- This type is the plant from which white green, black, and oolong tea are generated. Each variety (black vs green) is produced through unique processing prior to drying of the leaves.
- Tea is picked countless times a year (as often as every 10 days), so a bigger plant is able to provide quite a chunk of tea; hence a hurdle of Camellia Sinensis may be required to satisfy a family with a daily provision. Freshly produced tea is better in quality to tea which has been stocked for even a couple of months.
- Camellia sinensis is part of the evergreen family. The leaves are lustrous green with serrated ends. When enabled to bloom (flowering is inhibited throughout farming by picking the leaves, pushing the plant to continually produce extra buds) the plant unfolds small white flowers with vivid yellow stamens. The fruits that develop have rugged green shells bearing only one brown, round seed in each fruit. The seeds are excellent for making tea oil.
- Green tea carries caffeine that has been good for boosting your alertness if you are a tea drinker. Persistent speculations have it that green tea has also excellent for cancer inhibition. You will lower the bad cholesterol in your body if you drink green tea daily. You also will delay or even prevent Parkinson’s disease if you adopt a cup of green tea in your daily beverage.
- All tea comes from the same plant. Yes, that’s right; like all wine comes from the grape, all tea, whether it’s oolong, white, green, black, or pu-erh, originates from the Camellia sinensis plant.
Chinese traditions date green tea far back to 2737 Before Christ. Green tea is currently being examined for its advantageous values and considered as a medication for a number of various conditions and ailments. While black tea is popular in a large portion of the western world, much of the Middle East, Asia, and Northern Africa drinks green tea. As said earlier, all teas are produced from the same plant, Camellia sinensis; but the different coloring is caused by the difference in the processing methods of the teas.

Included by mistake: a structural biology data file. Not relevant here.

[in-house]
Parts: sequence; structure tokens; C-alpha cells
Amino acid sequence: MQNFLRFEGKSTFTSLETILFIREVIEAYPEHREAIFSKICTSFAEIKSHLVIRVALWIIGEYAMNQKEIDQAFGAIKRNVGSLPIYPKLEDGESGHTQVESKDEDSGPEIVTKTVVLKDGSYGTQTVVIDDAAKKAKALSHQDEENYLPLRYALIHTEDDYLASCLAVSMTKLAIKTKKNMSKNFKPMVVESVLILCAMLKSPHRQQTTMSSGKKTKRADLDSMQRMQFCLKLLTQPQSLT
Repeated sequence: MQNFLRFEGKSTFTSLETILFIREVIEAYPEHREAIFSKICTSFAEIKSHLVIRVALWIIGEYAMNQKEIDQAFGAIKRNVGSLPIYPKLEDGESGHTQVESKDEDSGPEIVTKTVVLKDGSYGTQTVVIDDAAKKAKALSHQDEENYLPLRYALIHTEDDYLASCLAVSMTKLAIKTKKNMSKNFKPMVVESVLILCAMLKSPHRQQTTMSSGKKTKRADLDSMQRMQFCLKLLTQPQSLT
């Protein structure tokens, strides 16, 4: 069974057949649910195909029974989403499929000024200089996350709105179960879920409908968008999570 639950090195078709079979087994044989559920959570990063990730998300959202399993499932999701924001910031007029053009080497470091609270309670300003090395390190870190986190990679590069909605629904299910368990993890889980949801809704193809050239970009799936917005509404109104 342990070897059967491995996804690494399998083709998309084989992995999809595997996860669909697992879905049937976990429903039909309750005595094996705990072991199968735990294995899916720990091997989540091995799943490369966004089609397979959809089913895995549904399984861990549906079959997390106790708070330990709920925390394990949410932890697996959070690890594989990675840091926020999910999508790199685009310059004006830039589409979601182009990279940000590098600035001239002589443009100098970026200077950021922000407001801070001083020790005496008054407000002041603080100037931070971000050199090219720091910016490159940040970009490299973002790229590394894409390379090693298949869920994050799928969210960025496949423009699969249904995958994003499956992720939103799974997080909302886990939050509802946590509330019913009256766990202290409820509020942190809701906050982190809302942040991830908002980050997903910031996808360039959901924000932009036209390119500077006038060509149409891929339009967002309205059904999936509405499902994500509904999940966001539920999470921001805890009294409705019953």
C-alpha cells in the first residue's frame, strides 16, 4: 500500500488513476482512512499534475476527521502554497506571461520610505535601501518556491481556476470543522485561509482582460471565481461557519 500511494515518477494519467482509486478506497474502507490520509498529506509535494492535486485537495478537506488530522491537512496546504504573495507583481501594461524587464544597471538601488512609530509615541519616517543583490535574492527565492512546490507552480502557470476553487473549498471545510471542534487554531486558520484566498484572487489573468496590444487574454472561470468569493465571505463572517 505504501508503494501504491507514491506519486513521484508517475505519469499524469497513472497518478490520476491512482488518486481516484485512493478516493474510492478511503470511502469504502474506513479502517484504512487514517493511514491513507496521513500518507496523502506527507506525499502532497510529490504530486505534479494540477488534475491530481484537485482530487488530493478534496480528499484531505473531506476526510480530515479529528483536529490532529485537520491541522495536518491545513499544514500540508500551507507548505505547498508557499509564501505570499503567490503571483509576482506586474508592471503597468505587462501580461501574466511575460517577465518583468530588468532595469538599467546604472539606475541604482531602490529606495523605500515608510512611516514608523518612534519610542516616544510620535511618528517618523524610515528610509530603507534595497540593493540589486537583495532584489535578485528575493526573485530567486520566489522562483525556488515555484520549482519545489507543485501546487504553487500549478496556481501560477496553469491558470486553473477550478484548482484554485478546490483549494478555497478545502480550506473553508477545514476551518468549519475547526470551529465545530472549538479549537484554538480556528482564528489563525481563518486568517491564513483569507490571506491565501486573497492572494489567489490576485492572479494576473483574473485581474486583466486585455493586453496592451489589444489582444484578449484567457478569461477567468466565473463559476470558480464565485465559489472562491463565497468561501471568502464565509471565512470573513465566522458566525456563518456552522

The health gains of green tea are essentially attributed to the catechin polyphenols, especially the EGCG or epigallocatechin gallate.
Plant polyphenols are potent anti-oxidants and have infinite benefits that involve restraining and even blocking tumors and cancers development, dropping LDL cholesterol levels, and inhibiting the unusual occurrence of blood clumps or clots that can induce heart seizures and strokes.
The calm, steady energy that seems to flow from sipping tea may be traced to L-theanine, an amino acid component of tea that has been shown in numerous studies to help reduce levels of stress and anxiety.
Various reports show that green tea has persuasive results on metabolic syndrome and weight loss. The importance of caffeine was also emphasized in these researches, green tea catechins considered individually had no notable impacts. This stresses again the greatness of adopting the whole herb in its plain structure, drinking tea as an ingredient of a salutary weight loss strategy is more inclined to support you in achieving your goals. Tea can be exceptionally helpful when you drink it alternatively to the harmful diet sodas and high fructose fruit cocktails. Nonetheless, to get the absolute health welfares of green tea you should be absorbing on medium a minimum of three cups a day.
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John from http://www.growingyourgreens.com/ goes on a field trip to Nuccio’s Nursery in Altadena, California (near Pasadena, CA), to share with you the most edible camellia plant you will want to grow: Camellia Sinensis that you can make your own green tea, black tea, oolong tea, matcha tea powder or eat raw baby leaves.
The tea plant is the perfect container plant you can grow in most places. You can plant Camellia sinensis in the ground if you live in zone 7 or better.
In this episode, you will learn about some of the health benefits of the Camellia sinensis plant, the plant that is responsible for tea.
Next, John will share with you some of the tips and tricks to successfully growing Camellia Sinensis in a container or in the ground.
You will learn about the two exclusive cultivars that Nuccio’s Nursery is offering of the Camellia sinensis and why they are being grown under a shade in Southern California.
After watching this episode, you will be more familiar with the tea plant aka Camellia Sinensis plant and how you can grow it to cut out the middleman and have your own tea forever.
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